On Thursday, the Russian currency rose to its highest point against the dollar since February 2020, aided by capital restrictions. While stock indices rose, investors awaited news on possible additional penalties against Moscow. The currency reached a high of 65.65 per dollar on the Moscow Exchange, but at 1339 GMT, it was at 66.16, 0.2 percent higher than its Wednesday closing value.
Price Pump of Ruble
The ruble has risen in recent weeks as export-oriented enterprises have been forced to convert foreign money. In addition, due to declining supplies and limitations on cross-border transactions, demand for dollars and euros has been sluggish. Even with all of its new advancements, we believe the ruble may climb to USD/RUB 65, according to Sberbank CIB.
Restrictions impact on Stock Exchange
The ruble is moving more quickly than norma because the stock exchange has been drained by banking system limitations aimed at maintaining financial sustainability. It is due to Russia’s deployment of tens of thousands of men into Ukraine on Feb 24. Nevertheless, since the marketplaces are only open for three days of the week, in the heart of Russia’s lengthy May vacations, trading activity is low. The ruble was 1% firmer against the euro at 69.77, lingering around values of February 2020. New penalties on Russia, along with an oil crisis, have been on the table as the West attempts to further isolate Moscow.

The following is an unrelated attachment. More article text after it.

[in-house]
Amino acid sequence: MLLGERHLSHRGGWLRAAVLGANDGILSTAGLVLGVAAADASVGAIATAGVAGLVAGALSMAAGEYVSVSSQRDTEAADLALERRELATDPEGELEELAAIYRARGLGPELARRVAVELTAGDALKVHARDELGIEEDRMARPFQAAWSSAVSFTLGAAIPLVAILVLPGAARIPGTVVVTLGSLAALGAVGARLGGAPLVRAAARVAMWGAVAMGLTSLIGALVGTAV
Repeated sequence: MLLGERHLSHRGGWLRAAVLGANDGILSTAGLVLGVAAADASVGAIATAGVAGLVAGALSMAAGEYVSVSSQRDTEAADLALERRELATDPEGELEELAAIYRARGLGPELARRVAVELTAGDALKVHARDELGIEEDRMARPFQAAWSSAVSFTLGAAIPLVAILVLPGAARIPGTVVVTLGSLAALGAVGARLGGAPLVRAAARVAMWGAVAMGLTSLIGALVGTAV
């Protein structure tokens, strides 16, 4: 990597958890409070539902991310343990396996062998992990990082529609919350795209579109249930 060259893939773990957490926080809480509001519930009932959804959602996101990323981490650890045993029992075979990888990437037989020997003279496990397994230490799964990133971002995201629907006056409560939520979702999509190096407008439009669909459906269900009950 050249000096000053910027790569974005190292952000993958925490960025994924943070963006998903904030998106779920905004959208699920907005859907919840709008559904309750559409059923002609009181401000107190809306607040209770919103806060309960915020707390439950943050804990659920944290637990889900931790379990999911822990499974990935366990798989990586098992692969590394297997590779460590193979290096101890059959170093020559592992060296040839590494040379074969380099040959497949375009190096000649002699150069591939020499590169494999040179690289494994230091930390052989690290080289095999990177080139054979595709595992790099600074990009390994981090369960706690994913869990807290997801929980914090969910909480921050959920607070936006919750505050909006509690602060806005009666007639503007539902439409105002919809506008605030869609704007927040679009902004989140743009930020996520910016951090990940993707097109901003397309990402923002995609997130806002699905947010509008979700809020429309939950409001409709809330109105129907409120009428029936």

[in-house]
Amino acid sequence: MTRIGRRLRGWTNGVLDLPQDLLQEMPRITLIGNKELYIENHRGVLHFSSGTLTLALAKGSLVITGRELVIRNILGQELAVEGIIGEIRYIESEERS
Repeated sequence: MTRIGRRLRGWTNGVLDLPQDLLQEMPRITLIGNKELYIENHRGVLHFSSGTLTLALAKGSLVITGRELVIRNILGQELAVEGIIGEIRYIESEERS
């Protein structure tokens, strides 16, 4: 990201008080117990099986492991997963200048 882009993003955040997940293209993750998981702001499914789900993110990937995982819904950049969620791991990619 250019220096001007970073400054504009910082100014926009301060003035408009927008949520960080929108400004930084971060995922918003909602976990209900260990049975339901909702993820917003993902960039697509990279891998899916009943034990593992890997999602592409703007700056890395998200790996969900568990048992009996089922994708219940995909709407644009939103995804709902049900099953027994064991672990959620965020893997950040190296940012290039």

US Federal Reserve impact on Ruble
The ruble was unaffected by the US Federal Reserve’s decision to increase its rate of interest by a full percentage point, the largest increase in 22 years. Investment restrictions affect the direct influence of US financial regulation on the Russian economy. However, Russia would be affected by global inflation and commodity prices. The Russian stock markets were up. The dollar-denominated RTS index increased by 2.8 percent to 1,145.0 points. The currency-based MOEX Russian indicator was up 1.3 percent at 2,403.0 levels.